“People like us, we don’t need that much; just some one that starts – starts the spark in our bonfire hearts…..”

 

[This post is dedicated to two beautiful borderline blogger friends of mine, who have found love and connection over the last few months. This song reminds me of you – you know who you are].


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The dialectic of two Katys

“Dialectics”  is a concept in which opposites can be integrated in order to reach a closer, and constantly evolving, approximation to the truth.

There is a certain logic to my randomness – please bear with me. And if the logic is purely my own, I apologise, and would invite you to embrace the randomness, ignore the dialectic, and just enjoy the music.

This post has been born out of the following three things:

My own love of the Katy B song, whose words really resonate with me, and which I often have playing on repeat.

My children’s love of the film Madagascar 3, which incorporates the Katy Perry song, and which I have now seen almost as many times as I have listened to the Katy B song. [Incidentally, it’s amazing what repeated watching can do to the brain. Initially I thought that Madagascar 3 had been created by someone whilst on hallucinogenic drugs. Now I think that it’s a work of genius. Make of that what you will.]

My reading of ‘The Buddha and the Borderline’ by Kiera Van Gelder (which I can heartily recommend, purely on the grounds that although the author’s circumstances were in many ways quite different to my own, I often felt as though she was holding up a mirror to my thoughts, feelings and behaviours). As Dialectical Behaviour Therapy was a key part in the author’s journey of recovery from BPD, the concept of dialectics occurs frequently in the book.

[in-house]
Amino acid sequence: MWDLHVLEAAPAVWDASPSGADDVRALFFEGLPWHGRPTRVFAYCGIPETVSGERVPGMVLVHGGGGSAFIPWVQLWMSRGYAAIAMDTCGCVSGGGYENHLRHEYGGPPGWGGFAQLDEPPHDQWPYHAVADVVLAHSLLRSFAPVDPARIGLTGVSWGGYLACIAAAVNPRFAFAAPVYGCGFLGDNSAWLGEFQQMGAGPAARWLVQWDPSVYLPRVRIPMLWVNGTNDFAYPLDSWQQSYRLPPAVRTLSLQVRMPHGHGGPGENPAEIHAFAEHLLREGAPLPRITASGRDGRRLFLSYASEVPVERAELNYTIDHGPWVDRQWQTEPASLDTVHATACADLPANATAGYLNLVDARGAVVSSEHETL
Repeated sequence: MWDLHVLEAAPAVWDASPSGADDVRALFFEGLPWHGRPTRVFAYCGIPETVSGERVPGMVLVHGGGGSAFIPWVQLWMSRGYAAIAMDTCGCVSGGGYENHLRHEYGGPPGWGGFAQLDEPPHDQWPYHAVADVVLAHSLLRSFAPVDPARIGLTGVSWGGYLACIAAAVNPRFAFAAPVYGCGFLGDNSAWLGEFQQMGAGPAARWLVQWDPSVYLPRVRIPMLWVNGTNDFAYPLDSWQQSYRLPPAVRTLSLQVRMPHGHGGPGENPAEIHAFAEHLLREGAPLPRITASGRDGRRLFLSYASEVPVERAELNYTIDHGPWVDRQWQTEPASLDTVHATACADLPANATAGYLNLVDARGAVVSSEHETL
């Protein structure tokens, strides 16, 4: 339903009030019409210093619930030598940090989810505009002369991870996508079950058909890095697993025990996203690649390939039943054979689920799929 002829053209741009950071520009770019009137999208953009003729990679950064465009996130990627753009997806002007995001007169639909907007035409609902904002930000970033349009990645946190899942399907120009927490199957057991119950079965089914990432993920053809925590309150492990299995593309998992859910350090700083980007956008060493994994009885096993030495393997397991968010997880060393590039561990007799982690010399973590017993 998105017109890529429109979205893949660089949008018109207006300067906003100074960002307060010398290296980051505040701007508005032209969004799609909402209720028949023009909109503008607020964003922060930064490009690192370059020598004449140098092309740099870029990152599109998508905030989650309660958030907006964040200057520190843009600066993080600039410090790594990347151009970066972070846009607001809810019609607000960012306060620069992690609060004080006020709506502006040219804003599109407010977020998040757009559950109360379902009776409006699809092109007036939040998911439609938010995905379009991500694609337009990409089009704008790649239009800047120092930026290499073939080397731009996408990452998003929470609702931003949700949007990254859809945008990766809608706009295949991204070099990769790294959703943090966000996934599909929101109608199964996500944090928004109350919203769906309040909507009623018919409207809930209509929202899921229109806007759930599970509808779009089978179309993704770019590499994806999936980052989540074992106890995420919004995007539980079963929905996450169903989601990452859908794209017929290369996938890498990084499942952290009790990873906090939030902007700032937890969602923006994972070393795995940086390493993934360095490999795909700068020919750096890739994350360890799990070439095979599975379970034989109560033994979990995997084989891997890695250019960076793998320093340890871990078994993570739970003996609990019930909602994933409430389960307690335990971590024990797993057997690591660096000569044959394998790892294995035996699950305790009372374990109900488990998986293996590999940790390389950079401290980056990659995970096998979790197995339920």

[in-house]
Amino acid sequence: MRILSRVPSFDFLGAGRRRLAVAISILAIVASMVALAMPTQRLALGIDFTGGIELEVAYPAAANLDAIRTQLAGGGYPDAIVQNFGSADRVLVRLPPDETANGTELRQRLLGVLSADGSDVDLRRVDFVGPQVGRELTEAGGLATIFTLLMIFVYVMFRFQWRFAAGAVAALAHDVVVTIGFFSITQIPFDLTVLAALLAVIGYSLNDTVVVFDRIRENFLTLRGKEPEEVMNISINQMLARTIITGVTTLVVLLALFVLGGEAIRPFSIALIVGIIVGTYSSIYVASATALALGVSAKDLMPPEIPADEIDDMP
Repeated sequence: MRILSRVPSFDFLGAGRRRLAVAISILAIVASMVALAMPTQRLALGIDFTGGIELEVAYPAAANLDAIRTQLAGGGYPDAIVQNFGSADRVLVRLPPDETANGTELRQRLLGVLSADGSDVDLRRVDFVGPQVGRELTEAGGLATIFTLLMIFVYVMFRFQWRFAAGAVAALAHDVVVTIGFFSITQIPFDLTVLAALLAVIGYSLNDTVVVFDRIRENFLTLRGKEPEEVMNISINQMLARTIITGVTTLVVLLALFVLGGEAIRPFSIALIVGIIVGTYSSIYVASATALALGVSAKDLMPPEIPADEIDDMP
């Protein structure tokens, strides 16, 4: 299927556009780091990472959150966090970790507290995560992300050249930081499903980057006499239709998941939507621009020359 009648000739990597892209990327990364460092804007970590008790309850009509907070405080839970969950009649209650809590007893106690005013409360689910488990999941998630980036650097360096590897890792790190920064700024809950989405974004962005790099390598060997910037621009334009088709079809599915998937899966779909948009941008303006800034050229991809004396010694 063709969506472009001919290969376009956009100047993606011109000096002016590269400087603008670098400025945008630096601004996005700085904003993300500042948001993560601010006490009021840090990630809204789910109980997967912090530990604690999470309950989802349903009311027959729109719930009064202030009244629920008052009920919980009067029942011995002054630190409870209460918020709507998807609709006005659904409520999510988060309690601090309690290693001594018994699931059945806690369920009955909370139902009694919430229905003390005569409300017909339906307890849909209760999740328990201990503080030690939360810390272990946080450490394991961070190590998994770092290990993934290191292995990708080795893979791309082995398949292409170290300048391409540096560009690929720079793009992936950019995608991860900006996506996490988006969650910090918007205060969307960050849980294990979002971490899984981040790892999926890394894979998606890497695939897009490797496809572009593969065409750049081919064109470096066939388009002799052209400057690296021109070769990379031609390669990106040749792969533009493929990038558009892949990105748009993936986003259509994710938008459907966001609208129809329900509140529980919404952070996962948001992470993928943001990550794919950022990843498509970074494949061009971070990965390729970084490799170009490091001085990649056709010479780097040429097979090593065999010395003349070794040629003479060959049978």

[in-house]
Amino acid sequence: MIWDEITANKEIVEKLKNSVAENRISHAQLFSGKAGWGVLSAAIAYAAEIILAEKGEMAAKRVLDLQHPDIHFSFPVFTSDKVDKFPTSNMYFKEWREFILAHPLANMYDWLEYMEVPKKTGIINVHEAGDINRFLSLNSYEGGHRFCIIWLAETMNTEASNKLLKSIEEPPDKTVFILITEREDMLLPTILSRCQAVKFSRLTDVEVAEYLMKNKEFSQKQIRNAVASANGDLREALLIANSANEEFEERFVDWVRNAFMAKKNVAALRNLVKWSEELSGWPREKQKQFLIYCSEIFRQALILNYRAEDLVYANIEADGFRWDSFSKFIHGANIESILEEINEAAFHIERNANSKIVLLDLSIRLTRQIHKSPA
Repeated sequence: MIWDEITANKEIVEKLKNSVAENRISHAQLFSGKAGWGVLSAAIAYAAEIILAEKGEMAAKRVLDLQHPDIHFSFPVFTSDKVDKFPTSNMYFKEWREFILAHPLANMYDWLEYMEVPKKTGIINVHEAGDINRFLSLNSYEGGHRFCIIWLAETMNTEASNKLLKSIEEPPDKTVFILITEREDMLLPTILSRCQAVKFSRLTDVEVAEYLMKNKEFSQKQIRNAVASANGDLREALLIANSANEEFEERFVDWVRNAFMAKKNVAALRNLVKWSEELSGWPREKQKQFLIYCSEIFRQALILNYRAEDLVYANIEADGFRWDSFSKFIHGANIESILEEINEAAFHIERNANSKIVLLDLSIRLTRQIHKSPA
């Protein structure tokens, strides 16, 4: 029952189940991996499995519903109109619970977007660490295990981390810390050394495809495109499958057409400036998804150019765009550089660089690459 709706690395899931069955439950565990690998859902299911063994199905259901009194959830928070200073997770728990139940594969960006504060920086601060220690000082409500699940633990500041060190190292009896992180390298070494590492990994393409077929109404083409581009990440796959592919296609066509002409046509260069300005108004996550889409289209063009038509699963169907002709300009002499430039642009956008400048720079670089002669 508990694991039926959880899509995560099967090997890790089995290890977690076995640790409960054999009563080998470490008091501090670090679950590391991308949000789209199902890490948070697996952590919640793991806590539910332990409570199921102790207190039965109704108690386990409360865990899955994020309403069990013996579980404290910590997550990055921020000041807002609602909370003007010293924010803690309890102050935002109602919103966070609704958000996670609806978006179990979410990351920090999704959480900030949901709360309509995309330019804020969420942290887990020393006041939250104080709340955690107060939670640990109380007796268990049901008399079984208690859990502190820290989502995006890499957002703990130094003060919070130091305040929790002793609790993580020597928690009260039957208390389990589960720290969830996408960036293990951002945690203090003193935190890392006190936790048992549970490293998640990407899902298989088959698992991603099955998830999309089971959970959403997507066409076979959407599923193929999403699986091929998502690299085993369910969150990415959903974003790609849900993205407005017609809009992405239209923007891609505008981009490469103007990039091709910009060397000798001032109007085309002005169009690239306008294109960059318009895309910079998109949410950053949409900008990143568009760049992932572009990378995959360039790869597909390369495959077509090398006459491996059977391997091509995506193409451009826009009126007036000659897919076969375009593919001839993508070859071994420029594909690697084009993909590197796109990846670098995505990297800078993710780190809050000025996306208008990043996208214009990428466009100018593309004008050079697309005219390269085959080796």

Somehow, these three things came together in my brain, in a way that made a certain kind of sense. The challenge, as with any dialectic, and particularly for me, given my BPD, is to try and hold the words of the second song, alongside the first, without the one negating or diminishing the other. To see that they can both be true, at the same time, and that the reality of one perspective, does not erase the reality of the other.

I immerse myself in the one prevailing feeling, as I do in the one prevailing song that is the soundtrack of my life at any one moment. Perhaps I need to try and mix it up a bit. It may help me to reach a closer approximation to the truth about myself and about my place in the world. It would certainly help my children to broaden their musical tastes beyond singers whose names start with the letter ‘K’.

Katy B – Crying for no reason

“I push all my problems to the back of my brain
A darkness deep inside where I just can’t find my way
How can I walk with a smile? Get on with my day
When I deceived myself pretending it’s all okay.

I tried my best to hold it all together, I know
The strings have worn away and now I’m all exposed
I try to hide it all away on top of the shelf
I can lie to everyone but not to myself.”

Katy Perry – Firework

“You don’t have to feel like a waste of space
You’re original, cannot be replaced
If you only knew what the future holds
After a hurricane comes a rainbow.”

[Dialectical Behaviour Therapy (DBT) was developed by Marsha M. Linehan as a form of psychotherapy specifically designed to help those with self-harming and suicidal behaviours and those with complex mental health disorders which involve severe emotional dysregulation (including Borderline Personality Disorder). It combines cognitive behavioural techniques with concepts of distress tolerance, acceptance, and mindfulness. In DBT, acceptance and change come through dialectical progress, in which thesis+antithesis=synthesis.]